Also read Parenting from the Inside Out This appears to be one of the best books on the topic of child development in the modern, post-attachment theory era. Feb 24, Esmie rated it liked it. A bit simplistic. Siegel fixates heavily on pathology, especially in self-regulation and attachment, without giving the reader much insight about how his ideas about the mind apply in a more nuanced, less extreme way.
Still an illuminating and interesting read. He defines the mind as "an embodied and relational process that regulates the flow of energy and information. He also includes heavy amounts of brain science and attachment theory throughout the book to highlight the role neurobiological and social variables have in shap This provides a thorough introduction to Daniel Siegel's Interpersonal Neurobiology IPNB. Lieberman, PhD, Irving B.
Rigorously updated, this volume captures the enormous and diverse progress within the field of interpersonal neurobiology over the course of the last decade. Siegel is a wonderful storyteller and teacher with a real gift for bringing the complex to life in such a way that it seems almost simple. Just over a decade later, the neurobiology of interpersonal experience has grown into one of the hottest areas of psychological research.
Over two thousand new references surveyed for the second edition testify to just how far neuroscientists, developmental psychologists, and clinicians have brought the field as they begin to more fully chart the interplay of mind, body, and relationships. This splendid second edition--at once accessibly written and meticulously documented--provides a comprehensive guide to this emerging science.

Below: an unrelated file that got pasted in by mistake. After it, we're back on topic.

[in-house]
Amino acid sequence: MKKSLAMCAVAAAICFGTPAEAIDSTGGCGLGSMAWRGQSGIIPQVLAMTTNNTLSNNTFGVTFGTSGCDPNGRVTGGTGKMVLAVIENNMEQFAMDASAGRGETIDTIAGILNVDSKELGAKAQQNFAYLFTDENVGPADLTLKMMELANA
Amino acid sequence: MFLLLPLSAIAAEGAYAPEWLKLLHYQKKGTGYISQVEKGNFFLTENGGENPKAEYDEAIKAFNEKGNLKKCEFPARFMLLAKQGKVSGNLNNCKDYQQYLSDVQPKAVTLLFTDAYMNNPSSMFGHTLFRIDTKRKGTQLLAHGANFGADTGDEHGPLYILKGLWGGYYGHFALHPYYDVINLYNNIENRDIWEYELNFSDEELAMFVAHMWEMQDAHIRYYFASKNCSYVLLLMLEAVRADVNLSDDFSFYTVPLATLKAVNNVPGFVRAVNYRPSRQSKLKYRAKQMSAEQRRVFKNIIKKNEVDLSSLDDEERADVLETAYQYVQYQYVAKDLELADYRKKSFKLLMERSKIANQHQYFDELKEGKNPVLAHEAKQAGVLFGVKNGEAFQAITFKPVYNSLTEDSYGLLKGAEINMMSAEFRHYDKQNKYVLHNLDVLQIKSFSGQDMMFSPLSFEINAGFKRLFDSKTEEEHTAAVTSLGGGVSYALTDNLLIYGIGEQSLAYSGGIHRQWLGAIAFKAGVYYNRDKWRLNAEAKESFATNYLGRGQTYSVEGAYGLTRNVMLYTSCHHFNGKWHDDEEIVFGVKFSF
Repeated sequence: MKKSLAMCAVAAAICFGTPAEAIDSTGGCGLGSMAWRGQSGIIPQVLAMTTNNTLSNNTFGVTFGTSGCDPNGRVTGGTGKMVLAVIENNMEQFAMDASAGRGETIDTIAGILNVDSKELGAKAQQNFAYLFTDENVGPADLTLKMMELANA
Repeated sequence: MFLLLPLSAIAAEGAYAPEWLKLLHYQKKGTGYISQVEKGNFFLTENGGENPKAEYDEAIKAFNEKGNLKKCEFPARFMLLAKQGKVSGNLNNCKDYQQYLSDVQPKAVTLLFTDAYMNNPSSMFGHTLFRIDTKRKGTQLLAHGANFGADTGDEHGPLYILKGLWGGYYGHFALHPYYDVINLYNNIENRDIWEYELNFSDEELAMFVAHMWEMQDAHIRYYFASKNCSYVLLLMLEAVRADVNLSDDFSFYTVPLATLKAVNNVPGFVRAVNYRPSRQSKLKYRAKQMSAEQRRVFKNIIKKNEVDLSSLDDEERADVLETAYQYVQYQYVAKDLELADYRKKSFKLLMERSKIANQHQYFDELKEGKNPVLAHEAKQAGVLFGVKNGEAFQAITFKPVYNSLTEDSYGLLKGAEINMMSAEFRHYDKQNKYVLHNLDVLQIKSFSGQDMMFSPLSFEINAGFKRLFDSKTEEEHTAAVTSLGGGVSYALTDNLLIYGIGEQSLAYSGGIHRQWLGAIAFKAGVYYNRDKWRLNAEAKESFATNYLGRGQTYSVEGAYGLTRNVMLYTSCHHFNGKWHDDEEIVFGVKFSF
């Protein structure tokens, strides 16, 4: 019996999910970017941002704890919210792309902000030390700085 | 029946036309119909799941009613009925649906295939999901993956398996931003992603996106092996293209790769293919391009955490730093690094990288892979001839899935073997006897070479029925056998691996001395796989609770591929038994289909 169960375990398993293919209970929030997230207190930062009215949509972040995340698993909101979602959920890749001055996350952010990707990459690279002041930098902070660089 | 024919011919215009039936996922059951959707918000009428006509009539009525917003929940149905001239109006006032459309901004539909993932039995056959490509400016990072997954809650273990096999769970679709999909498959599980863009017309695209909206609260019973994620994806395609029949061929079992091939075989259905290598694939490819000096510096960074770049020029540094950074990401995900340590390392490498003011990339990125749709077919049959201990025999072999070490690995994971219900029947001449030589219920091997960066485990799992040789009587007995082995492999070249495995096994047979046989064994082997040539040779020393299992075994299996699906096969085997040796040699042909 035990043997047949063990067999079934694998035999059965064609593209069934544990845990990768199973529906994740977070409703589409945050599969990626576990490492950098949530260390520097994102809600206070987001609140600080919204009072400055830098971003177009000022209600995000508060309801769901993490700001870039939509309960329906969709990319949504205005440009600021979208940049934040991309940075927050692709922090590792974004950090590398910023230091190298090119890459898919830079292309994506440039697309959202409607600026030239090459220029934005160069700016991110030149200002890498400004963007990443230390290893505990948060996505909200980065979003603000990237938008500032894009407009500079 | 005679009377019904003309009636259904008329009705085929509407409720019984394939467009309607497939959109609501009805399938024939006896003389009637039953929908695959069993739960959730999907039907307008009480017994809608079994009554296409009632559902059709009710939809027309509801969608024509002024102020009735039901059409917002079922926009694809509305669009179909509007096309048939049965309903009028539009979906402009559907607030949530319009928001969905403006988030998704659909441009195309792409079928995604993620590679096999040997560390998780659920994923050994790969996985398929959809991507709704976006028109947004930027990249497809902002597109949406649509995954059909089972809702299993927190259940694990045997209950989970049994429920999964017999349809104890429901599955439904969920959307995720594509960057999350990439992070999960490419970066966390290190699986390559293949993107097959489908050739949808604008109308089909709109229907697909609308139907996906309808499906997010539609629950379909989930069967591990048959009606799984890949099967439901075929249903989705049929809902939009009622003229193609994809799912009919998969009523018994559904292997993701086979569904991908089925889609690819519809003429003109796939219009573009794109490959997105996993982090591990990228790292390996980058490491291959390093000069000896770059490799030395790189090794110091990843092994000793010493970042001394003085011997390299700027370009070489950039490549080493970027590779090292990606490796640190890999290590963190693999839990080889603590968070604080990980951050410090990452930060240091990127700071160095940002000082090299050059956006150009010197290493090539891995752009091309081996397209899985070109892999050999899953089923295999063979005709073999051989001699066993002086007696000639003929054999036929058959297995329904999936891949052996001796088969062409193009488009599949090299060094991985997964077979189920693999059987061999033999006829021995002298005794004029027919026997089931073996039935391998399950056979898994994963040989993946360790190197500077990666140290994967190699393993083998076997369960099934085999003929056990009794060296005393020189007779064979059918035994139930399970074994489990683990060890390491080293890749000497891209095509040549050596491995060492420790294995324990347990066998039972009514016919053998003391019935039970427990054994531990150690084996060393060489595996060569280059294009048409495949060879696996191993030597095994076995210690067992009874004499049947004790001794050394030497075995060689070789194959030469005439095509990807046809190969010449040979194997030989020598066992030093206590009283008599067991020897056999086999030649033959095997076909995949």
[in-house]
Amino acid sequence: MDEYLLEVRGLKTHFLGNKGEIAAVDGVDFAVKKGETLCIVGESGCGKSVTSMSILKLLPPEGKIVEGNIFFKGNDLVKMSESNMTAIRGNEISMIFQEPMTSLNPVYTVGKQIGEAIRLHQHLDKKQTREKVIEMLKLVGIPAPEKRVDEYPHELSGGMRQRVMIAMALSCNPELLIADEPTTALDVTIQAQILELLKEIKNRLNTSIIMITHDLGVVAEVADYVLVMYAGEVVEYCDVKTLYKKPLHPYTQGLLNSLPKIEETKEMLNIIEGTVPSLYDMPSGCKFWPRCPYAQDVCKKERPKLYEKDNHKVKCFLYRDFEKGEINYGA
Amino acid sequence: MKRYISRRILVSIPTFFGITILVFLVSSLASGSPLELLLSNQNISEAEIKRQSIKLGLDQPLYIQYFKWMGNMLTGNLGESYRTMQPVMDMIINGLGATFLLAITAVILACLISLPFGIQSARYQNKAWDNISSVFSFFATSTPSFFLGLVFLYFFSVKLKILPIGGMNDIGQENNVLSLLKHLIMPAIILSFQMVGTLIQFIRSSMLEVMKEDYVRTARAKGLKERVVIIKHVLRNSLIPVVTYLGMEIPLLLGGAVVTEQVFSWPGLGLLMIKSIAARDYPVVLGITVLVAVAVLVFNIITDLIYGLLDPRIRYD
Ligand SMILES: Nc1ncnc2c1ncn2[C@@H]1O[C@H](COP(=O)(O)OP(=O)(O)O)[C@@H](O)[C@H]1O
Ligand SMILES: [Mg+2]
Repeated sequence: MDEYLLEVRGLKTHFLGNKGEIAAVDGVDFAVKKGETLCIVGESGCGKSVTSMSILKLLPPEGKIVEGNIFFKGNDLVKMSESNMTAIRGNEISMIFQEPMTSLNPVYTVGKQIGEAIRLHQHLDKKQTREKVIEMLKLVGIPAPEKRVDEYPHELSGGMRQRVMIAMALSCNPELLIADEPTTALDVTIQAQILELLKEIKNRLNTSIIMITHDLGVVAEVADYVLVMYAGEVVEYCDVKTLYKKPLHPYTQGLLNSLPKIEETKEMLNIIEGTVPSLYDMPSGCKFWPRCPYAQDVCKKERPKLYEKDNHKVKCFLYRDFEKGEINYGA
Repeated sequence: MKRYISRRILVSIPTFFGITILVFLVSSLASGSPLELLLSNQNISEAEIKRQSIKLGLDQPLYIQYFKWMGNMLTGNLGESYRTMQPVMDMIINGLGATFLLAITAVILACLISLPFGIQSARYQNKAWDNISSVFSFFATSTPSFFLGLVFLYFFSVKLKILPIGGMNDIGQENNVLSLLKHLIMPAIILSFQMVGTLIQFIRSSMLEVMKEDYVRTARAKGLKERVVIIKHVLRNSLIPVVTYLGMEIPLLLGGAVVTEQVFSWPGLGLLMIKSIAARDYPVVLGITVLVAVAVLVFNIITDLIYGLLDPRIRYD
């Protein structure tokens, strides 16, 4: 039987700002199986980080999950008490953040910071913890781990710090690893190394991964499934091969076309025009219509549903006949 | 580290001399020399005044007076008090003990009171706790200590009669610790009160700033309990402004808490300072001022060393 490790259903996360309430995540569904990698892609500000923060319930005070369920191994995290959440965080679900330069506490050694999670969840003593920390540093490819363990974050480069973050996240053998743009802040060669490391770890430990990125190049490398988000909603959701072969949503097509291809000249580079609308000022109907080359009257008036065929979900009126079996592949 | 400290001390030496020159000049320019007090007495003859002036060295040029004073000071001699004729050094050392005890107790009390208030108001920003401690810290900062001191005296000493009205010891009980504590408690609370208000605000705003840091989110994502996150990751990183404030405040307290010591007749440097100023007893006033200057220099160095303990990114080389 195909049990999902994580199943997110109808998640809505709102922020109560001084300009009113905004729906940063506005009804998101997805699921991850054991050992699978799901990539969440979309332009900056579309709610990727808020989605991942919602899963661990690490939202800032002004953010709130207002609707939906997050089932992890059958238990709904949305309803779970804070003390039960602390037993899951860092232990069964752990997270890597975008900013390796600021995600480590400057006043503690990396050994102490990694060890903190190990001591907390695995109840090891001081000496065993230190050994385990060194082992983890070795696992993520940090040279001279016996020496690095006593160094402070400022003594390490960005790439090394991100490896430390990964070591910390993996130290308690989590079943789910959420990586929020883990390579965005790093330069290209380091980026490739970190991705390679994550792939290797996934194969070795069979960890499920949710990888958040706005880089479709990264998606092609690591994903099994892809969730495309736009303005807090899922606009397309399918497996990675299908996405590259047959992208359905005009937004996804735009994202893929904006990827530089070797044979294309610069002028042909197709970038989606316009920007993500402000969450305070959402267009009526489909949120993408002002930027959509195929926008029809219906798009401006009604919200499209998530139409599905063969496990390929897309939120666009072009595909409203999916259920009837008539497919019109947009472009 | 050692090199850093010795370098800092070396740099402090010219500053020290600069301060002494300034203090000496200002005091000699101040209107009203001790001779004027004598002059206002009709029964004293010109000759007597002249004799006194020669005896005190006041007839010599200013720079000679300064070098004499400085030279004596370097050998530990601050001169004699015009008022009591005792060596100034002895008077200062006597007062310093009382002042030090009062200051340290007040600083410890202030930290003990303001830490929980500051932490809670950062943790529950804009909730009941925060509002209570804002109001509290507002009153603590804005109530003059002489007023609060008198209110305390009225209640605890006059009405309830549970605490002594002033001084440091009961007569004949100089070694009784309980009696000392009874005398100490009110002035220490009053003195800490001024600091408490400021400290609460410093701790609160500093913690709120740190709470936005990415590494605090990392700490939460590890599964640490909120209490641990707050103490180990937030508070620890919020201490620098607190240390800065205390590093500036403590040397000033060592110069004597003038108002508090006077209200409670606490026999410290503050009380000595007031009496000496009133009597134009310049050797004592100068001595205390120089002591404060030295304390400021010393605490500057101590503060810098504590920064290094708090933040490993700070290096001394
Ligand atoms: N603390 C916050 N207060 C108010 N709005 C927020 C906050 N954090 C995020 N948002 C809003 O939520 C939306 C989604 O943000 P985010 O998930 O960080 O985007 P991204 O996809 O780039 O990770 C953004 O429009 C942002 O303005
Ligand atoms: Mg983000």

Siegel's genius for synthesizing and humanizing neuroscience, attachment, and developmental theory made the book a bestseller and attracted thousands to this new field. The second edition benefits from over a decade's worth of additional findings, reflections, ideas, and insights. I encourage you to take Siegel up on his offer to share this fascinating journey, whether for the first time or for a return trip. Instead of laboriously struggling to learn about neurobiology, I found myself fairly effortlessly assimilating information because 1 the author is able to present his material in the context of interpersonal relationships in general and the treatment dyad in particular, and 2 the author is a master of lucidity, avoids pedantry, and succeeds in making his data clinically useful.
The Developing Mind boldly transcends the reductionism that characterizes so much of contemporary psychiatry. He links every level of the system from cell chemistry to brain architecture, to caregiver-infant attachments, to interpersonal relationships in adulthood This is a book to stimulate, illuminate, and drive our understanding of human developmental processes forwards and I suspect that The Developing Mind will be seen as a milestone work in the future. Why are some children unusually shy? What is the biochemistry of humiliation , and how can it be 'toxic to the developing child's brain'?
New and plausible answers to these questions emerge from Siegel's synthesis of neurobiology, research psychology and cognitive science His subject--how we become the people we are--deserves to hold many readers spellbound. It should probably not be read at one sitting, but sifted slowly as you would a 20 year old port This is not just a book for bright psychiatric residents or child fellows, but child psychiatrists young and old, overworked or underpaid.